ALASKA’S LAND-GRANTS: University of Alaska Fairbanks and Iḷisaġvik College


Alaska’s 1862 Land-Grant Institution: University of Alaska Fairbanks  @uafairbanks

In 1917, the Alaska Territorial Legislature formally established the Alaska Agricultural College and School of Mines. Located in Fairbanks, the institution was renamed the University of Alaska in 1935. In 1975, the University of Alaska system was created. As a result, it has expanded to nineteen campuses between three separately accredited universities.

Chancellor: Daniel M. White has served as University of Alaska Fairbanks chancellor since July 2017. He joined the faculty of the University of Alaska, Fairbanks in 1995 as a professor of civil and environmental engineering.



Alaska’s 1994 Land-Grant Institution: Iḷisaġvik College  @Ilisagvik

This two-year community college was founded in 1986, when the North Slope Borough created the North Slope Higher Education Center. In 1991, its name was changed to the Arctic Sivunmun Iḷisaġvik College. In 1995, the Borough passed an ordinance incorporating Iḷisaġvik College as a public and independent non-profit corporation. Iḷisaġvik College was the lead institution in the 1997 creation of the Consortium for Alaska Native Higher Education.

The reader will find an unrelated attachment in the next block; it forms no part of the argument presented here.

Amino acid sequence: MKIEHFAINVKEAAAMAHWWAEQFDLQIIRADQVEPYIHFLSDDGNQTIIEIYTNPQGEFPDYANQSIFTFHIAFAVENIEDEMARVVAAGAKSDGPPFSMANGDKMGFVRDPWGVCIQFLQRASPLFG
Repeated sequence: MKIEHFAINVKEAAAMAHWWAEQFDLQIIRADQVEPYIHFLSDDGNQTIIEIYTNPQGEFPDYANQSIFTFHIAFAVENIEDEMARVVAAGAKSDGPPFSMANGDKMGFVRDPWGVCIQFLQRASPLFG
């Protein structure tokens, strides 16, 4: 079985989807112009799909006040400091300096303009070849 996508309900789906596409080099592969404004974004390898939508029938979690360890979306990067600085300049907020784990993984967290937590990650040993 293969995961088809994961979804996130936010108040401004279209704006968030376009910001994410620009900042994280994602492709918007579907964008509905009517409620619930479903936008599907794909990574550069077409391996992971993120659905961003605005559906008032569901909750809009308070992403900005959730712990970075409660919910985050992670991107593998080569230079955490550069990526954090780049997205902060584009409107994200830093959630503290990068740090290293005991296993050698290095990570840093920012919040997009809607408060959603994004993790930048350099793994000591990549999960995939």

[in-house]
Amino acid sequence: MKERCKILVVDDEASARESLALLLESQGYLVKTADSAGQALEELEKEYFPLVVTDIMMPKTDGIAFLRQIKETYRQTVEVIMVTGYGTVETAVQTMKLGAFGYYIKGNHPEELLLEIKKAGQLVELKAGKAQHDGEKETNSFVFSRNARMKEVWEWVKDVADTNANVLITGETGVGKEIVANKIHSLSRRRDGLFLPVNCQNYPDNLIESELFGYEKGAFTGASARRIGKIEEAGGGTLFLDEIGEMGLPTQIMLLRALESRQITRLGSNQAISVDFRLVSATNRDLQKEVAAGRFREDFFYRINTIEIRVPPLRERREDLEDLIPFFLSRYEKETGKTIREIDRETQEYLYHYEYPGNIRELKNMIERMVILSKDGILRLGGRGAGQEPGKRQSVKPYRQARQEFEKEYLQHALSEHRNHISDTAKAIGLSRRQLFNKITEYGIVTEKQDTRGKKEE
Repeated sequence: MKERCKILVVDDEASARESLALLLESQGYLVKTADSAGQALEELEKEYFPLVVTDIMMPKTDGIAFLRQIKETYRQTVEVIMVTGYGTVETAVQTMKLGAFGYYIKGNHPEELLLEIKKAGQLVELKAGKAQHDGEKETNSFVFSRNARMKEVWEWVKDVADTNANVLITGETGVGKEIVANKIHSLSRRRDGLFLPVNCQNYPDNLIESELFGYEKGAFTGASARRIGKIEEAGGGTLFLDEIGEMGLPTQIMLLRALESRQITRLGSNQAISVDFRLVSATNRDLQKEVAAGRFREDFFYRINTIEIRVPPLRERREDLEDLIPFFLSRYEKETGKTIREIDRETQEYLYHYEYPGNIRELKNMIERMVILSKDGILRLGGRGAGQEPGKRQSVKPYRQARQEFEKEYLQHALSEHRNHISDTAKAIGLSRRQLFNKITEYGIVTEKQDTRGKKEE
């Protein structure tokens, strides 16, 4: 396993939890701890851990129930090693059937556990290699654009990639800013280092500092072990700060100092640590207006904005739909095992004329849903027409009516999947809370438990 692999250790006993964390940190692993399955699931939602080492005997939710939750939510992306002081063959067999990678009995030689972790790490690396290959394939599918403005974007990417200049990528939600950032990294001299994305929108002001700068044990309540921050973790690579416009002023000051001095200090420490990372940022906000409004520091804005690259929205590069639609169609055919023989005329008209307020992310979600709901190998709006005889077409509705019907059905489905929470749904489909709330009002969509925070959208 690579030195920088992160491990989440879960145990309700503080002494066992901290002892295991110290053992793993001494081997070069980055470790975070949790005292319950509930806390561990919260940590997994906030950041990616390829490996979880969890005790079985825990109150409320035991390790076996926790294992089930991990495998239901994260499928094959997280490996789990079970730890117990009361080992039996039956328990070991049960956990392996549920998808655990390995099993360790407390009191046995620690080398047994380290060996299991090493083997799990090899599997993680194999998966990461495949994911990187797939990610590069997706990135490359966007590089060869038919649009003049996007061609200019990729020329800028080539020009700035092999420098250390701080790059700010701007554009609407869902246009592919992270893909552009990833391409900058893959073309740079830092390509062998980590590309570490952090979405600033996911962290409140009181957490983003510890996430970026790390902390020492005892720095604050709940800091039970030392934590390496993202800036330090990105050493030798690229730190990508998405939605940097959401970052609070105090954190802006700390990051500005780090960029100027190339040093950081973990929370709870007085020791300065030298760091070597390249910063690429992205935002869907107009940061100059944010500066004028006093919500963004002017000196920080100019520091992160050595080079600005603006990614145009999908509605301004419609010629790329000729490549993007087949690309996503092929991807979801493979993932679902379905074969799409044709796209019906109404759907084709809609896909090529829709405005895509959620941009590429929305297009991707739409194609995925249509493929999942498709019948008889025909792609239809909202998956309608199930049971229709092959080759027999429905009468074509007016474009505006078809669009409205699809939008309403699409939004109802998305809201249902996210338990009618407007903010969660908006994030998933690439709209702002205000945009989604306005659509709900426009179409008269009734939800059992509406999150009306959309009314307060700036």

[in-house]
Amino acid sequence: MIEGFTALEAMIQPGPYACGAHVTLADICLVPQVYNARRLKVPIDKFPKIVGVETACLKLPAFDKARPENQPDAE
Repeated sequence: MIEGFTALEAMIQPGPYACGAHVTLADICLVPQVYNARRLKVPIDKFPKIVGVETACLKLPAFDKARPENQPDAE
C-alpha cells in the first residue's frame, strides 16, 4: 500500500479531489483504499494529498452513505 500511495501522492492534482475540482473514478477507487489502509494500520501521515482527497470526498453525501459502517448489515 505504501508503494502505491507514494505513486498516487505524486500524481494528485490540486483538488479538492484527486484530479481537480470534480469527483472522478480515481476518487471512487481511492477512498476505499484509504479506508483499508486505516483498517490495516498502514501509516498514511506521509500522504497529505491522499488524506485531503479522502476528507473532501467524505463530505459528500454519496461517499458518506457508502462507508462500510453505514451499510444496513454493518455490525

President: Pearl Kiyawn Nageak Brower has served as President since 2012. She has four degrees from the land-grant institution of the University of Alaska, Fairbanks: B.A. Anthropology and B.A. Alaska Native Studies, Masters in Alaska Native and Rural Development, and Ph.D. in Indigenous Studies.


ALABAMA’S LAND-GRANTS: Auburn, Alabama A&M, and Tuskegee

Alabama’s 1862 Land-Grant Institution: Auburn University @AuburnU

Auburn University was established in 1856 as the East Alabama Male College, 20 years after the city of Auburn’s founding. In 1872, under the Morrill Act, the school became the first land-grant college in the South and was renamed the Agricultural and Mechanical College of Alabama. In 1899 the name again was changed, to the Alabama Polytechnic Institute. Finally, in 1960 the name of the school was changed to Auburn University.